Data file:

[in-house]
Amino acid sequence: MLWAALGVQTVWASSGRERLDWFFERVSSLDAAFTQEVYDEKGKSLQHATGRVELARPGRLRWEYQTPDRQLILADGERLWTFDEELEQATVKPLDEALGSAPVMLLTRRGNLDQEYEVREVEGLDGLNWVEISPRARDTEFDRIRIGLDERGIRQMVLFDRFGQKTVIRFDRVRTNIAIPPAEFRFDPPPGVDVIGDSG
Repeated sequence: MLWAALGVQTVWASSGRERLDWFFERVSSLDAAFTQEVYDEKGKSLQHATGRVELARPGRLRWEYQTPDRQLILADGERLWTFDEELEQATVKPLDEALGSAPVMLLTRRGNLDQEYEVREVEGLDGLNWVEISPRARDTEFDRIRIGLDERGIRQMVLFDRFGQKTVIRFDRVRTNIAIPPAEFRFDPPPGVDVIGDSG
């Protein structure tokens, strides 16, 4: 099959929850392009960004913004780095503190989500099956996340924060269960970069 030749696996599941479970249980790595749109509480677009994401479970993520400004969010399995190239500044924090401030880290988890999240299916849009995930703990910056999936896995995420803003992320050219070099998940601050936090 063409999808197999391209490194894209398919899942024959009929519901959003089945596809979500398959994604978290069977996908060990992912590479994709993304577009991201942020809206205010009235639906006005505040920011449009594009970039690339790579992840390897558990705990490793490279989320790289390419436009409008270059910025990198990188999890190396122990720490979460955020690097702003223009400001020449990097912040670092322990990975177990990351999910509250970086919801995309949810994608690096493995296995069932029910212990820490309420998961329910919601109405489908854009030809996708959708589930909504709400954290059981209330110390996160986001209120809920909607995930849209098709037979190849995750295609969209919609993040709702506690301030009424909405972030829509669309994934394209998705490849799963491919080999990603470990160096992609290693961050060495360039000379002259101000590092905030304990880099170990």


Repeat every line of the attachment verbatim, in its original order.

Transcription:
[in-house]
Amino acid sequence: MLWAALGVQTVWASSGRERLDWFFERVSSLDAAFTQEVYDEKGKSLQHATGRVELARPGRLRWEYQTPDRQLILADGERLWTFDEELEQATVKPLDEALGSAPVMLLTRRGNLDQEYEVREVEGLDGLNWVEISPRARDTEFDRIRIGLDERGIRQMVLFDRFGQKTVIRFDRVRTNIAIPPAEFRFDPPPGVDVIGDSG
Repeated sequence: MLWAALGVQTVWASSGRERLDWFFERVSSLDAAFTQEVYDEKGKSLQHATGRVELARPGRLRWEYQTPDRQLILADGERLWTFDEELEQATVKPLDEALGSAPVMLLTRRGNLDQEYEVREVEGLDGLNWVEISPRARDTEFDRIRIGLDERGIRQMVLFDRFGQKTVIRFDRVRTNIAIPPAEFRFDPPPGVDVIGDSG
């Protein structure tokens, strides 16, 4: 099959929850392009960004913004780095503190989500099956996340924060269960970069 030749696996599941479970249980790595749109509480677009994401479970993520400004969010399995190239500044924090401030880290988890999240299916849009995930703990910056999936896995995420803003992320050219070099998940601050936090 063409999808197999391209490194894209398919899942024959009929519901959003089945596809979500398959994604978290069977996908060990992912590479994709993304577009991201942020809206205010009235639906006005505040920011449009594009970039690339790579992840390897558990705990490793490279989320790289390419436009409008270059910025990198990188999890190396122990720490979460955020690097702003223009400001020449990097912040670092322990990975177990990351999910509250970086919801995309949810994608690096493995296995069932029910212990820490309420998961329910919601109405489908854009030809996708959708589930909504709400954290059981209330110390996160986001209120809920909607995930849209098709037979190849995750295609969209919609993040709702506690301030009424909405972030829509669309994934394209998705490849799963491919080999990603470990160096992609290693961050060495360039000379002259101000590092905030304990880099170990």